The Wikidot Community is very creative and can use features that programmers develop in a very clever way. Here they explain how to embed custom HTML into Wikidot pages. As you see it's possible, but quite hard. But most importantly that page showcases the resourceful community and how powerful Wikidot is.
My name is Piotr Gabryjeluk, I work for Wikidot Inc. as a programmer and designer. And from now on I will also write on blog.wikidot.com to keep you up to date with development status and to share ideas of improvements that the development team has.
With the addition of data forms Wikidot becomes one of the most interesting wiki platfarms (platform + farm) on Earth. Using ListPages, Live Templates and Data Forms we allow (almost) regular folks to create applications like CMS for their co-workers, clients or friends. Things usually done by programmers are now available to regular users without need to find proper hosting, choose a web framework or write a line of "proper" computer code.
What I find most interesting in building applications on Wikidot is that the platform itself is quite bullet-proof. I mean when you forget to put a semi-colon at the end of a line, you don't get your application crashing because of a syntax error. Moreover when making an application with Wikidot you get storage with history and e-mail notifications about changes for free, which makes your data safe. In case someone attempts to destroy your site you are informed about this by e-mail so you can just revert back to the right version.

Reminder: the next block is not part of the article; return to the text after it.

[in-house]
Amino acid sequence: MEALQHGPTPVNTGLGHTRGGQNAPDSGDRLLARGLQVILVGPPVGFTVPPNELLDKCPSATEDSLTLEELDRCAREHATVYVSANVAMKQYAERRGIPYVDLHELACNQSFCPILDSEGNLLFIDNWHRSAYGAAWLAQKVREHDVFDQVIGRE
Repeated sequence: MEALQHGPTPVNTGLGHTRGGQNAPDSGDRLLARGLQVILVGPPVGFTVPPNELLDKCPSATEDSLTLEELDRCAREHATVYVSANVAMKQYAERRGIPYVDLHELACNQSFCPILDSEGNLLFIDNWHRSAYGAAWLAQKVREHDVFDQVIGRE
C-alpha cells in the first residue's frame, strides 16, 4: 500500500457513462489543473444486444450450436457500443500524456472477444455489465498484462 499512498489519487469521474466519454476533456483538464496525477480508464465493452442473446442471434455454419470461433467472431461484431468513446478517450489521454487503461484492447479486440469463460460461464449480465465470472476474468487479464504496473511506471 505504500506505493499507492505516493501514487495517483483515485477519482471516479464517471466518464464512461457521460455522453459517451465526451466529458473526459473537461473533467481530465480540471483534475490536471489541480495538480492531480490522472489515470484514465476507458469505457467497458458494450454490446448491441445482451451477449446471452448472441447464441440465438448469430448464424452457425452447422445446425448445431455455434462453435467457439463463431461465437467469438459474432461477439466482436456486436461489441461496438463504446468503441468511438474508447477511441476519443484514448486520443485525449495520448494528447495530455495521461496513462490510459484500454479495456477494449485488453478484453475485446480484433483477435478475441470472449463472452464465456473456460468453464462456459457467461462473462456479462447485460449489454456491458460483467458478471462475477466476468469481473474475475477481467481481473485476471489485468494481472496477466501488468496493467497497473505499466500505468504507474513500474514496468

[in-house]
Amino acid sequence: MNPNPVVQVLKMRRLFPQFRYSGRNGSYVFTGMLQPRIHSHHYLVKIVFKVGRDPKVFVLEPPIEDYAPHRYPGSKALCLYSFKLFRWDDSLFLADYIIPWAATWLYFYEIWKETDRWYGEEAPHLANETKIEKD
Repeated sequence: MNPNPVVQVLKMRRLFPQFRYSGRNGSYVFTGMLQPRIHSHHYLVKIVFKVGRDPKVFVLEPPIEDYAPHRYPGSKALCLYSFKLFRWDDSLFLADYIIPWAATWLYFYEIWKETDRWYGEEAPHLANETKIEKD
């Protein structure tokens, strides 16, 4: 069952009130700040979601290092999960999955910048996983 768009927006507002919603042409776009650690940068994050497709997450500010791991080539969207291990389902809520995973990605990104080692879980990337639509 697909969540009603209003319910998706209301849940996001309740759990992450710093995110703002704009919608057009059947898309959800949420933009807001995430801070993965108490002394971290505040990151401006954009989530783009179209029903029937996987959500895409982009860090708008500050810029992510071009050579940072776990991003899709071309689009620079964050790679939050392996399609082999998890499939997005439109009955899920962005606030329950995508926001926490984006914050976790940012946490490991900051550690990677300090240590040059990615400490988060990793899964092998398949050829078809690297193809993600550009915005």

But Wikidot applications are not the most important thing Wikidot is used for. Many sites on Wikidot are just plain wiki sites with links to store and share knowledge within certain groups. They don't use advanced features like modules, includes, templates. They usually just edit and save :-) from time to time uploading some file or image. What we want to do is to review all common operations people do most often and (really really) simplify them. Sophisticated applications are worth nothing if basic usage of service is not easy.
We want to simplify doing things people need like embedding HTML mentioned at the beginning of this post. Instead of creating a hidden code block and embedding it as a frame, choosing proper height, deleting borders, etc…, it should be as easy as this:
<img src="anything.png" alt="hello ;-)"/>
The original idea of the [[html]] tag comes from James Kanjo (Iframe module design proposal). Then it was fine tuned on the projects forum by the Wikidot Community.
We have a bunch of other fresh ideas, which we'll be sharing on blog.wikidot.com in the future.
EDIT: As we've been experimenting with this feature in our free time during last weekend, we've been able, to implement this really quickly. I mean, yes, it's live :-).